Novel gene identified for treating retinoblastoma
MedWire News: Genomic and epigenetic analyses have identified a gene that could be targeted for the treatment of retinoblastoma.
"Our key finding is that SYK [spleen tyrosine kinase] is important in retinoblastoma," write Michael Dyer (St Jude Children's Research Hospital, Memphis, Tennessee, USA) and co-investigators in Nature. "This is important not only for expanding our understanding of the biology of retinoblastoma but also for advancing immediate therapeutic options that were not previously considered."
Retinoblastoma is an aggressive childhood cancer of the retina that can develop in a sporadic or a heritable form and is fatal if untreated. Inactivation of the gene encoding the retinoblastoma protein (RB1) results in rapid tumor progression, but the underlying mechanism is currently unknown.
To address this, Dyer et al sequenced the whole genome of four retinoblastomas and their paired germline DNA samples.
They report that the retinoblastoma tumors had a "relatively stable genome." Indeed, the estimated mean mutation rate (6.7 x 10-8 per base) was 15-fold lower than what has previously been reported in nearly all other cancers sequenced. In one patient's tumor, RB1 was the only known cancer gene mutated.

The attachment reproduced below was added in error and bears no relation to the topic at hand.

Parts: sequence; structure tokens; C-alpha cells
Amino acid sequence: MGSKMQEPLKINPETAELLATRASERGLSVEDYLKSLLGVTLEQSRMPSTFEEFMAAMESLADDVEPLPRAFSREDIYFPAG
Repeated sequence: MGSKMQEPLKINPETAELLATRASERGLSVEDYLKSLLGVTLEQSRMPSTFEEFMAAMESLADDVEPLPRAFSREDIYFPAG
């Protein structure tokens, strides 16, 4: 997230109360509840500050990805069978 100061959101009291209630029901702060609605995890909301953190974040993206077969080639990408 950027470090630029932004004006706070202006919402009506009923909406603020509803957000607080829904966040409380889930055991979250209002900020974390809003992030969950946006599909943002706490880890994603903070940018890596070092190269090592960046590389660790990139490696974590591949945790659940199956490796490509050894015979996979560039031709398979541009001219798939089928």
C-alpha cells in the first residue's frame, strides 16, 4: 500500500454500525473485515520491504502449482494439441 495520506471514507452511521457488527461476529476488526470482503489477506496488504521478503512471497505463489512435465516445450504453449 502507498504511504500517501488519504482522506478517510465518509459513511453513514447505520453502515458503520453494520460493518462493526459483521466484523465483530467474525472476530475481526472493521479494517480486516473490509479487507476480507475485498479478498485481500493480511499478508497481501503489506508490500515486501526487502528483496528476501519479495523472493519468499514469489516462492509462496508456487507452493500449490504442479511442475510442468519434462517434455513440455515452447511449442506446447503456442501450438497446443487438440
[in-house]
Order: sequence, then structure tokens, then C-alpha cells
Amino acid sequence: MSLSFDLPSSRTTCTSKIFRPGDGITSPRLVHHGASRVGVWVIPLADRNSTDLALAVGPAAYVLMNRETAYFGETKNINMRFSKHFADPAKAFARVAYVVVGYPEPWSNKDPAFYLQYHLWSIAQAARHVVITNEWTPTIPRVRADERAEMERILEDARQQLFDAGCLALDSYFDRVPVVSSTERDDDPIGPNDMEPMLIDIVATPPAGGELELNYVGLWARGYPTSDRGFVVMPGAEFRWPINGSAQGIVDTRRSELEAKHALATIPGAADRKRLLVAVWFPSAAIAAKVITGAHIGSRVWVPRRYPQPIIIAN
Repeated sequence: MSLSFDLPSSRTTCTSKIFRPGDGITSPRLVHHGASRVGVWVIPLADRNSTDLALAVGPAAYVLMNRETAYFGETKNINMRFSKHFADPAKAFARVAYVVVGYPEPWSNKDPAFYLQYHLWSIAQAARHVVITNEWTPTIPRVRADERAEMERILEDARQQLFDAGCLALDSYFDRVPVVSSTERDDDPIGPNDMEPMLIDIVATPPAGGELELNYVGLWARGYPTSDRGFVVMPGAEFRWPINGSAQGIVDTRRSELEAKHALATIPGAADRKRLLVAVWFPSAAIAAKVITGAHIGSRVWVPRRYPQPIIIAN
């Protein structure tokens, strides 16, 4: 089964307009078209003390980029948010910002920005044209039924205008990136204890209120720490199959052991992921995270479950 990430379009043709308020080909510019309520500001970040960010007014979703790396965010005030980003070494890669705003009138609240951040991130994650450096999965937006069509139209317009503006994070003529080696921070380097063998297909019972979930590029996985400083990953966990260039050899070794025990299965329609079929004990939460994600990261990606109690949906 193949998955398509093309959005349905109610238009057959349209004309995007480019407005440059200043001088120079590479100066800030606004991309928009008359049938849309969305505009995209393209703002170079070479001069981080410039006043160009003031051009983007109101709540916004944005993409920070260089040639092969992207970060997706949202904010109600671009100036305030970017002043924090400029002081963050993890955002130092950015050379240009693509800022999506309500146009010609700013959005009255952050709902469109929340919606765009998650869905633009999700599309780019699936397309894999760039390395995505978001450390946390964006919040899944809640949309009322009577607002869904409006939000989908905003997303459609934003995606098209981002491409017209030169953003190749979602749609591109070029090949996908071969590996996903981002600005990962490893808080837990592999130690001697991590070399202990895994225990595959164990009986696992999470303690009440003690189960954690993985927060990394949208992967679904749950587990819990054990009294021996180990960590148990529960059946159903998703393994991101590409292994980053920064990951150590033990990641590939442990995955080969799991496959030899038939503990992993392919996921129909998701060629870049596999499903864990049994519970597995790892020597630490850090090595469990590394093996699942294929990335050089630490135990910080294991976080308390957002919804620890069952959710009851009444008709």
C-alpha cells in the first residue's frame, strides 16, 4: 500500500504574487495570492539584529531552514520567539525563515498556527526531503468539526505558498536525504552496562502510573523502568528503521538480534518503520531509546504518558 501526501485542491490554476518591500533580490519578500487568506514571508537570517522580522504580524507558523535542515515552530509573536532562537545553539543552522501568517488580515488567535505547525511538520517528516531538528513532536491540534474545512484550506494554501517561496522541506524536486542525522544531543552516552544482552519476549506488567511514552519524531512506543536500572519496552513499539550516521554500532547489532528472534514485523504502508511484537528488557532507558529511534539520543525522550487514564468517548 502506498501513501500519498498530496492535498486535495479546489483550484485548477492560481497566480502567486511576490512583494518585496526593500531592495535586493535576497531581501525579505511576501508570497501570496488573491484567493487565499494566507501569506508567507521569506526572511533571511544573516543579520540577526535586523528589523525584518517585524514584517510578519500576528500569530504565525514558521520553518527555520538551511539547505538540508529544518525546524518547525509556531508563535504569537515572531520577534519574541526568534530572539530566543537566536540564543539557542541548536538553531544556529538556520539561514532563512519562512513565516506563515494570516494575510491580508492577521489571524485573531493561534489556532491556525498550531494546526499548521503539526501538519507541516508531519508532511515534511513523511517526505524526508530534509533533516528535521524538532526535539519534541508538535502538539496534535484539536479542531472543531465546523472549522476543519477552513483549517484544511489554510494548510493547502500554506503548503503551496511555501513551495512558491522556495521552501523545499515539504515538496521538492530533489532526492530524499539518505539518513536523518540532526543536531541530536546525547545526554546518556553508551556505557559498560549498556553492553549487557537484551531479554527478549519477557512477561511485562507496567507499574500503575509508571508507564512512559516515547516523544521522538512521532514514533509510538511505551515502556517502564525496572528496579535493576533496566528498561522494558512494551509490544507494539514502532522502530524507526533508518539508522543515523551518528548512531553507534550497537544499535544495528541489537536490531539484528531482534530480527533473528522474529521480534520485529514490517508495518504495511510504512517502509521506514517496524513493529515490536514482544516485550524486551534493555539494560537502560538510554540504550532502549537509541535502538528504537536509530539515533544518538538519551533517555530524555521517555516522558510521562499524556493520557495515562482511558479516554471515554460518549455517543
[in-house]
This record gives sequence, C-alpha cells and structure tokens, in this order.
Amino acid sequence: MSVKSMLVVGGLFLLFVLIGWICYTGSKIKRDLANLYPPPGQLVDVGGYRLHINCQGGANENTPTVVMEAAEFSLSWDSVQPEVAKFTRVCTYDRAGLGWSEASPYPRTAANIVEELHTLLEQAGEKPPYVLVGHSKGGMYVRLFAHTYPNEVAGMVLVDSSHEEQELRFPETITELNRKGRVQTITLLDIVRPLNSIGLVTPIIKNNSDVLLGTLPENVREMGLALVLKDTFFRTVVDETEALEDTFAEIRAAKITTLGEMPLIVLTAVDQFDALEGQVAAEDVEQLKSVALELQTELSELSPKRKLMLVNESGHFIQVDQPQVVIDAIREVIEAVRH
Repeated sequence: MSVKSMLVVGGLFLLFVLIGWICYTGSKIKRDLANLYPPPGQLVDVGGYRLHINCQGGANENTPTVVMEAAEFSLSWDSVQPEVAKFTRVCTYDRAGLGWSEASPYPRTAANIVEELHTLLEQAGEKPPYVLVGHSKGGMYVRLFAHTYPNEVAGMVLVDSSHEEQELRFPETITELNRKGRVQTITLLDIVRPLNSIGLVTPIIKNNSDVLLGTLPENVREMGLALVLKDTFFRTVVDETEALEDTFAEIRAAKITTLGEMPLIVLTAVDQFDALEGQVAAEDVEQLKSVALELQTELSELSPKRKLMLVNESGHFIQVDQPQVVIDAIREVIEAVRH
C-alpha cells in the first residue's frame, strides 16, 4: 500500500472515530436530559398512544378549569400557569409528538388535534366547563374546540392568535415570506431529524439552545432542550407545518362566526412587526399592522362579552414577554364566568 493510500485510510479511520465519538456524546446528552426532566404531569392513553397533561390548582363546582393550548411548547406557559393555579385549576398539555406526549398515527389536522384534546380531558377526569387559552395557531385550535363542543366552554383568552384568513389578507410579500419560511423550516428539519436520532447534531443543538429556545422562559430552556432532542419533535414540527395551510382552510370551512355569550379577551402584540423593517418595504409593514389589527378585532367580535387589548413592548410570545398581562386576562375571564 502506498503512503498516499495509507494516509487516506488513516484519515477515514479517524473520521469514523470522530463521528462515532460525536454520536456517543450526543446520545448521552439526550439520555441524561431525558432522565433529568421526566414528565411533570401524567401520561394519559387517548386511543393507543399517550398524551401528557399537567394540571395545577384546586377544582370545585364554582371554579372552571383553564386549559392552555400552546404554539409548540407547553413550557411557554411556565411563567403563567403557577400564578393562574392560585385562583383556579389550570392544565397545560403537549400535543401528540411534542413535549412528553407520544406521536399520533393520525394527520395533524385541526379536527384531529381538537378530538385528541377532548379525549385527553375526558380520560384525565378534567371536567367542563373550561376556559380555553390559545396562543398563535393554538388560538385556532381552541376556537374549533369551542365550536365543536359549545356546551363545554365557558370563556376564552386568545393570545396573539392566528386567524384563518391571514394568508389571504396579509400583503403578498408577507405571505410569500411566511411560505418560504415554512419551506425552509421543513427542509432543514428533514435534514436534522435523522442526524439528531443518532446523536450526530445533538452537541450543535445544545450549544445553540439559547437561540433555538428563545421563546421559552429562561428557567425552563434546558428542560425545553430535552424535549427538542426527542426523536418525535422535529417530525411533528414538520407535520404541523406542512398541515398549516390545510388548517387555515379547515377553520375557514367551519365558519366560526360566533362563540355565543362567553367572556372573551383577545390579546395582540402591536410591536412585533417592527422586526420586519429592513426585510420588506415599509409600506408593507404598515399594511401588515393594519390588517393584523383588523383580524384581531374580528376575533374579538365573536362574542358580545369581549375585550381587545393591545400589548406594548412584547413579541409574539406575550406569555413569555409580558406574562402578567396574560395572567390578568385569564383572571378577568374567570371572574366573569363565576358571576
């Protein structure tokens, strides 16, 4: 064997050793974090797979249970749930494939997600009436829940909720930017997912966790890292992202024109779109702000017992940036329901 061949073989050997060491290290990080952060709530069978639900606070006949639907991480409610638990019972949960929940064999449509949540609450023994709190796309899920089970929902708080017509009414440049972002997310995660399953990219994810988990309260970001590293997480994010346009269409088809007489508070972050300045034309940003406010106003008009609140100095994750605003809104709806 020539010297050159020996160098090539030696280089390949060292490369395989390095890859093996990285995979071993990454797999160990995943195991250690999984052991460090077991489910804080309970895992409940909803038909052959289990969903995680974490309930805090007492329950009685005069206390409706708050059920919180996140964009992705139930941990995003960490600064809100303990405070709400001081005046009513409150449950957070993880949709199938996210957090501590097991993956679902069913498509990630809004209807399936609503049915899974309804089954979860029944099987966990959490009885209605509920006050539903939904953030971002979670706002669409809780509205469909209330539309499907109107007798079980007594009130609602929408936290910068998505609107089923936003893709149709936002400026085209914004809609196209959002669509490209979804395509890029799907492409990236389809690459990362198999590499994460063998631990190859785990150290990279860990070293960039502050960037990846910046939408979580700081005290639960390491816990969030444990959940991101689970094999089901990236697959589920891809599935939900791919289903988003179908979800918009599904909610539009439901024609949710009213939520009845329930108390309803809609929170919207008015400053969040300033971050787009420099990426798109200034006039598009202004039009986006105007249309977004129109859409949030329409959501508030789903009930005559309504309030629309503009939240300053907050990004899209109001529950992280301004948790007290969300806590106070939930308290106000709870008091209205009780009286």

"These results are surprising because previous studies have shown that the functional inactivation of RB1 can cause genomic instability," remark the authors.
To further explore whether epigenetic deregulation of genes or pathways promote tumorigenesis in retinoblastoma, the team performed an integrated analysis of chromatin immunoprecipitation, DNA methylation, and gene expression data.
This revealed that the proto-oncogene SYK is upregulated in human retinoblastoma.
"SYK is expressed throughout the haematopoietic system, regulates immunomodulatory signaling, and has been implicated in several haematologic malignancies," explain Dyer and team. They add: "Small molecule inhibitors of SYK have been developed to treat autoimmune disorders."
The researchers found that SYK was required for tumor cell survival, and when they exposed retinoblastoma cell lines that express high levels of SYK to various concentrations of SYK inhibitors, morphologic features consistent with cell death were observed, both in vitro and in vivo.
Commenting on their findings, the authors say: "No recurrent genetic lesions in SYK were identified by WGS [whole genome sequencing] or SNP [single nucleotide polymorphism] array analysis to suggest that this gene drives retinoblastoma tumorigenesis. Only by integrating epigenetic and gene expression analyses did we identify SYK as an important oncogene in retinoblastoma."
They conclude: "This study highlights the value of integrating WGS analyses of the genetic and epigenetic features of tumour genomes to finding a cure for cancers such as retinoblastoma."
By Nikki Withers